Preparation is key for off-roading a truck or SUV. And it’s even more important if you’re going off-road on a motorcycle. However, getting ready for an off-pavement motorcycle adventure doesn’t have to be intimidating. Here’s what you’ll need.
Picking an off-road motorcycle
The first step is figuring out what kind of off-road motorcycle you’ll need. Scramblers may be cool, but only a few have proper off-road chops. And even then, they often lack the ability to carry the appropriate gear.
Adventure bikes are what often come to mind when people think of off-road motorcycles. These can freely transition on- and off-pavement, especially with a good set of tires. Even fairly-basic models like the Royal Enfield Himalayan feature long-travel suspension, engine guards, and luggage racks. More expensive models, like BMW’s famed R 1250 GS Adventure and Moto Guzzi’s V85TT, offer things like heated grips, handguards, traction control, and adjustable ABS.
But adventure bikes do have some drawbacks. They tend to be a bit top-heavy, Cycle World reports, compared to true dirt bikes. The larger-engine models’ additional weight and size also complicate handling, ADVPulse explains. If it’s your first time going off-road on a motorcycle, best skip something like the sidecar-equipped Ural.
If ADV motorcycles seem a bit too intimidating, there are also dual sports. These trade some of the adventure bikes’ on-road civility for greater off-road capabilities, ADVPulse explains. Think of them as dirt bikes that can be ridden somewhat comfortably on the pavement, RideApart explains.
Dual sports are lighter than ADV bikes and generally come with single-cylinder engines. That, combined with a lack of standard windscreens, mean they’re not as good on the highway. But they’re easier to repair in case you crash or damage them. Plus, they have even more suspension travel, and their lighter weight makes for better handling. They can’t carry quite as much gear, though that can be an advantage, Gear Patrol reports.
Off-road motorcycle safety gear
Once you have your off-road motorcycle, it’s time to gear up. You don’t have to buy the most expensive gear, ADVPulse reports. But it needs to fit you comfortably and keep you protected.
Off-road motorcycle helmets generally fall into 2 categories, Revzilla reports. Dirt bike helmets have better ventilation and weigh less. But you’ll need goggles because they don’t come with face shields. They do have sun visors, though. And that lighter weight comes with more road noise and less rain and wind protection.
Adventure helmets, meanwhile, are somewhere in-between a dirt bike and street bike helmet. They’re designed to resist wind buffeting better than dirt bike helmets and come with face shields. They also vent better than the average street helmet. But they’re not quite as sturdy as street helmets, or as light as dirt bike helmets.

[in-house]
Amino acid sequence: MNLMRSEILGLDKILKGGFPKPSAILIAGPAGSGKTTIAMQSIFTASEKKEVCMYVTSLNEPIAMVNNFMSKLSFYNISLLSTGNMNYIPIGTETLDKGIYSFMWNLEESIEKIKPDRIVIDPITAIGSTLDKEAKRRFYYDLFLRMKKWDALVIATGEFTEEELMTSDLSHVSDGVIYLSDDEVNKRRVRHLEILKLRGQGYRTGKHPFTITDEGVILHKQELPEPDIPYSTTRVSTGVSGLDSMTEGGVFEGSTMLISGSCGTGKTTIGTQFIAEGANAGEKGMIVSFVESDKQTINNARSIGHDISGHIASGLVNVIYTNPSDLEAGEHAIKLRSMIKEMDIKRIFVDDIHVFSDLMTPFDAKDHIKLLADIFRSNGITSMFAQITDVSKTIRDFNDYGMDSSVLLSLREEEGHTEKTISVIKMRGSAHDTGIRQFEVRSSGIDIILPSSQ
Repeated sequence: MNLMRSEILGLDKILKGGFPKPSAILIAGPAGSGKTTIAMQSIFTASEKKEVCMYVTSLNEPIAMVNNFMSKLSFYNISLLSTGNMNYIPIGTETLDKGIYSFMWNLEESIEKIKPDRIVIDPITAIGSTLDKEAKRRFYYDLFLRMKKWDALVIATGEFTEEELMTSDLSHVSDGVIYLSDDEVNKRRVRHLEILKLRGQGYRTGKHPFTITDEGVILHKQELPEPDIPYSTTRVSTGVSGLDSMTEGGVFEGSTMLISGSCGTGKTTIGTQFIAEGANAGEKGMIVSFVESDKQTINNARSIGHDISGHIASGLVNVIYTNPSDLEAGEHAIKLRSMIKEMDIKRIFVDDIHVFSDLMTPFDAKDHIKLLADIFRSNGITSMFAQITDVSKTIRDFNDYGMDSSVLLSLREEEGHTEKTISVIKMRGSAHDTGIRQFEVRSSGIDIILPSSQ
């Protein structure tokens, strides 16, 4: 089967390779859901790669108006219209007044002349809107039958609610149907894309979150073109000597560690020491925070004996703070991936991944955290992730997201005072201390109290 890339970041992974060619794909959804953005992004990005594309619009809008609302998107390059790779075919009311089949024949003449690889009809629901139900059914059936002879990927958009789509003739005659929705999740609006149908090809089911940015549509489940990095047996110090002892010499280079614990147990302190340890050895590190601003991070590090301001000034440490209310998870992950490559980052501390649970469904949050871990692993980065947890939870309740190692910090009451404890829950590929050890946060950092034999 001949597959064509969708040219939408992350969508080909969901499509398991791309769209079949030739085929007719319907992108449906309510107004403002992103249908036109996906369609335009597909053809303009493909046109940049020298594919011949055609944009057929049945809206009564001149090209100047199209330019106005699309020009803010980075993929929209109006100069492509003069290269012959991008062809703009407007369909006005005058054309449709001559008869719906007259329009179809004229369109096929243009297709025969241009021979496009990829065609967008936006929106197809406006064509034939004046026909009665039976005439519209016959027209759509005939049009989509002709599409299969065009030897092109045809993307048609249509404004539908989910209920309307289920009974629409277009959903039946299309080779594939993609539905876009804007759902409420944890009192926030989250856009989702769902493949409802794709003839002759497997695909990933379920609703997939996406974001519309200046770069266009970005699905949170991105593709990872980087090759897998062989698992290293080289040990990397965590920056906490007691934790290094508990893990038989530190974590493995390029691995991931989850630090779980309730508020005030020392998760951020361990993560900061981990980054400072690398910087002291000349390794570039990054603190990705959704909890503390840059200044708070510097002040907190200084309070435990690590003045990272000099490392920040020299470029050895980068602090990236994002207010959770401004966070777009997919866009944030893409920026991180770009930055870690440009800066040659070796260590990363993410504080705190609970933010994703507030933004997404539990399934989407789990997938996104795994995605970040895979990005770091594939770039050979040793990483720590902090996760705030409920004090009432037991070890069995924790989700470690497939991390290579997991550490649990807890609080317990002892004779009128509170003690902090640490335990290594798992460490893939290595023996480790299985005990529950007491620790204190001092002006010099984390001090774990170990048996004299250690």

To keep the elements at bay, you’ll need a good adventure jacket, Cycle World reports. These have abrasion-resistant materials, closable vents, and linings to absorb sweat and keep water out, ADVPulse reports. Many either come with armor or armor pad pouches. Apparel companies also offer armored and weather-proof pants to go with the jackets, Gear Patrol reports.
Another option is a dirt bike jersey and external armor. That improves airflow, which keeps you cool. But the thin material provides less abrasion resistance.
Going off-road on a motorcycle also requires proper boots and gloves. The best boots have ankle support, as well as protection for the shin, toes, and inner leg. But too much protection and they can be uncomfortable to ride or walk around in. It’s a similar situation with the gloves, Motorcyclist reports. If they’re so armored you sweat and keep taking them off, they’re arguably just as bad as ones without any protection.
Learning the skills
There are a few more pieces of useful off-road gear to keep in mind, Cycle World reports. Things like hydration packs, luggage, tire repair kits, maps, and GPS devices. The safety gear, though, is what will protect you when you’re riding your motorcycle off-road. Which, of course, requires knowing how to properly ride your bike off-road.
Riding an off-road motorcycle isn’t quite like riding one on the pavement, RideApart explains. The different environment requires a slightly different approach. For example, in addition to keeping your weight back in deep sand, you’ll need to keep your speed up. There is a time and place for ‘paddling,’ Revzilla reports, or sitting down and using your legs to push off obstacles. But in deep sand, momentum is your friend.
Other counter-intuitive techniques include not relying on the front brake, and pushing down on the tire in turns. But, as is the case on the road, you need to focus on where you want to go, not where you don’t. And shifting your weight onto the outside peg to improve cornering stability. In addition, if possible, set up your clutch so you can operate it with 2 fingers. Using the clutch’s friction zone helps control your off-road motorcycle’s power delivery and traction, which is crucial at low speeds around obstacles.
Finally, be comfortable with doing all this while standing. It improves your ability to transfer weight, which makes handling and obstacle-crossing easier. It’s more physically-demanding than sitting, but it’s an important skill to pick up for going off-road on your motorcycle.
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